This post is primarily aimed at people in open relationships. If you want more 101 information about the terms used and opening up relationships there are lots of resources out there. Take a look at ‘Opening Up’ or ‘More than Two’ for more information.
It struck me recently that a lot of posts in poly forums boil down to ‘I have a problem with my metamour’. Without exception, I take them with a pinch of salt. Not because I think there are never problems between metamours, but rather because they seem to place an awful lot of responsibility at the feet of someone that is outside of our relationship with another person. If you think that you have a metamour problem, I invite you to look closer to home at your feelings and expectations, your relationship and your partner. These are just a few thoughts, but when you feel like you have a ‘metamour problem’ check whether the metamour is a convenient way of ignoring a problem closer to home:
1) do you have a partner problem?
Is your partner being an asshat and you’re blaming your meta because it’s easier? I’ll admit, I’ve been very frustrated when my partner was on a date with me but constantly checking their messages from their other partner. It is irritating, and all too easy to blame someone that isn’t there. But is that fair? The other person isn’t sitting in front of you at a time that you’ve agreed to spend together. They might not even know you’re on a date. The problem is that you have an inconsiderate partner.
On a related note, if your partner has asked you to limit your relationship for your meta’s benefit, that is about your partner. They are making the choice to impose limits on your behaviour or your relationship (and you are making choices about whether or not to accept those limits). While your metamour may have made a request, the relationship is between you and your partner. If you feel the request is unreasonable that is something for you to negotiate in your relationship.
Other things that might indicate a partner problem:
* partner saying that they don’t have a choice and that they have to do xyz (Nope, you always have a choice)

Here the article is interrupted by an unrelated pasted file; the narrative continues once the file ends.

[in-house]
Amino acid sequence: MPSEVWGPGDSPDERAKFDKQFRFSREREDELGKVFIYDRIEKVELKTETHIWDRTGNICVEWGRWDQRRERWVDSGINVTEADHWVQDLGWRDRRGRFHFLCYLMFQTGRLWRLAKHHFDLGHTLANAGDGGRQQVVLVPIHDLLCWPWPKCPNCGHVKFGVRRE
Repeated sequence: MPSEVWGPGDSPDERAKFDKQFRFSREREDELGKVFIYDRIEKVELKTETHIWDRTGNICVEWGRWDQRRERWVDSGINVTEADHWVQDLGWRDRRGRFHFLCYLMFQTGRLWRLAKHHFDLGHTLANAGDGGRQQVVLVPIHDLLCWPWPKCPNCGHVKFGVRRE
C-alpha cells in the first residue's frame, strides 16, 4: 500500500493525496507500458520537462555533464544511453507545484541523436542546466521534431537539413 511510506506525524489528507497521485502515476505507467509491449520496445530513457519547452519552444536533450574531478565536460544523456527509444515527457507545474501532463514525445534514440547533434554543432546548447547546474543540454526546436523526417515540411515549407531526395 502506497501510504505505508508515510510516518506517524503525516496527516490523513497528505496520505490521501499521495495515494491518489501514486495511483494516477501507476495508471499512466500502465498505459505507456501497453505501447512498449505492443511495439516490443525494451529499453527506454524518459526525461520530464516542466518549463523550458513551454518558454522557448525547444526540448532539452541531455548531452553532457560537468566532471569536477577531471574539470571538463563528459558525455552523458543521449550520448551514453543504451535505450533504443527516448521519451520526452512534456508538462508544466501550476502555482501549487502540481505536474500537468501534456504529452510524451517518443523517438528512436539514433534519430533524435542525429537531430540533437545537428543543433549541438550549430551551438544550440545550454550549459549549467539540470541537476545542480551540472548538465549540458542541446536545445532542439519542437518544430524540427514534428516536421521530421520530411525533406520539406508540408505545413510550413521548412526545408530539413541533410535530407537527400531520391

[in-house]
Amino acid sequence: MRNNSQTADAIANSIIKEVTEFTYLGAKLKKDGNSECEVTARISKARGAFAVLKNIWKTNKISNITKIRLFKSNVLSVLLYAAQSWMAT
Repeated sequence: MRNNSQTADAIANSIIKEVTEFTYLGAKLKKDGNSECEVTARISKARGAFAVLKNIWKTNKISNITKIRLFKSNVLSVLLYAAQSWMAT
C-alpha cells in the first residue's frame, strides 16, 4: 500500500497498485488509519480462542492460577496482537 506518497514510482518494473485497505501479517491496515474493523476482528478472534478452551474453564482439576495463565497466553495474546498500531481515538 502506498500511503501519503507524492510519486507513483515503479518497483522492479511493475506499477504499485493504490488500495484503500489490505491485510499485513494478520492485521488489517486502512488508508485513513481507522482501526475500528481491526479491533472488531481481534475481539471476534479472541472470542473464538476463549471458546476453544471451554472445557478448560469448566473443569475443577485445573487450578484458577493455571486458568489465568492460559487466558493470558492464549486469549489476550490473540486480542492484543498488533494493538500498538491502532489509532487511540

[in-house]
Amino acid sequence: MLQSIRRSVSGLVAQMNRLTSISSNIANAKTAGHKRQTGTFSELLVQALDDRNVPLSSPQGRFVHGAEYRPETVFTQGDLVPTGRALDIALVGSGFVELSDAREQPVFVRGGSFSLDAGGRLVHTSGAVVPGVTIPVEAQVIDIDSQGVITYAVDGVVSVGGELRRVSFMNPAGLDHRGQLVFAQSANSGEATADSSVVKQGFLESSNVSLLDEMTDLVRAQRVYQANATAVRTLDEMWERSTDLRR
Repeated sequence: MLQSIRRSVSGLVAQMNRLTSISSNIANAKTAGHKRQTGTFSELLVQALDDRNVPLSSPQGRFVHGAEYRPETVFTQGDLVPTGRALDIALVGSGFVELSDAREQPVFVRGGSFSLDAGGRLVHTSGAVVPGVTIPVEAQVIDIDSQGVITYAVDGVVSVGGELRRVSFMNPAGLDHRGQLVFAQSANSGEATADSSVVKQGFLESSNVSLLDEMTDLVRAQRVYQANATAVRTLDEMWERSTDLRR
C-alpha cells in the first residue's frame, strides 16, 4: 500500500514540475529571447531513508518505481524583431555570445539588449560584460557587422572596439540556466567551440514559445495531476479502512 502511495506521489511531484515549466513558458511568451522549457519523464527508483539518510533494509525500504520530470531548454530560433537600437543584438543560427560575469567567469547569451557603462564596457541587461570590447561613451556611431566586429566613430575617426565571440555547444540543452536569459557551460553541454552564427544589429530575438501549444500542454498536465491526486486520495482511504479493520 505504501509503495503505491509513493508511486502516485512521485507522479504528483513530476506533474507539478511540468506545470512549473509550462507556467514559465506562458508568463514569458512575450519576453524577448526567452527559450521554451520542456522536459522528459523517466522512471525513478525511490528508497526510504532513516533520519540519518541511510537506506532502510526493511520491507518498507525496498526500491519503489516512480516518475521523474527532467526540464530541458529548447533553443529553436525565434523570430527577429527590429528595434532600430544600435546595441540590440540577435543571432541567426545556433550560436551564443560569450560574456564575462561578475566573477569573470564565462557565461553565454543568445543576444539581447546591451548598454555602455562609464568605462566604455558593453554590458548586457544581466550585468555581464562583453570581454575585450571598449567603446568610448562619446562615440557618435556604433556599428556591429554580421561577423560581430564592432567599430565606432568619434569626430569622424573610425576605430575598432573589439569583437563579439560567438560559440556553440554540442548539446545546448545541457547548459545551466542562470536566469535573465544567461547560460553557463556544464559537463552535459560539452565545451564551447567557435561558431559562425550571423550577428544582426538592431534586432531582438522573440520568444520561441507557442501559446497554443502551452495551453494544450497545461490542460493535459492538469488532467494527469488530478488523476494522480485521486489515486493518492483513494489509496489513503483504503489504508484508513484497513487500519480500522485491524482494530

* partner saying xyz wouldn’t be OK with meta (as above)
* partner consistently cancelling dates because meta feels uncomfortable (what about your discomfort and the inconvenience of dates being repeatedly cancelled?)
2) do you have a problem asking for what you want and need?
I have to cop for this one, too. I have found it easier to characterise a metamour as excessively demanding when my fear was really about my wants and needs not being met because I wasn’t able to express them clearly. We all have a learning curve, right? It is uncomfortably easy to see a metamour as demanding when they seem to effortlessly ask for what they want and we just can’t bring ourselves to do that. It’s ok to express needs and have them met. Better to follow their lead and learn to express your needs than to get grouchy with a meta for this. It can also be easy to be afraid that our partner might choose someone else if we express too many needs (lots of people see expressing needs as needy or clingy, which is isn’t). This fear can drive us to minimise our needs out of fear, which can then lead to envy when someone else expresses their needs and has them met. While it might drive some resentment, it is mostly about our own ability to advocate for ourselves and not what our meta is doing.
3) do you have a problem meeting your needs outside your relationship(s)?
While some needs may be relationship specific, lots aren’t. If you need a hand putting together a bookcase, need a gaming partner or someone to keep you company after a difficult day it doesn’t have to be someone you have sexy times with. All kinds of people can meet your needs, from professionals you see for therapy or a massage, to friends and family. Think about whether the need you’re having has to be met by a partner, or whether you can get what you need elsewhere.
4) do you have a compatibility problem in your relationship?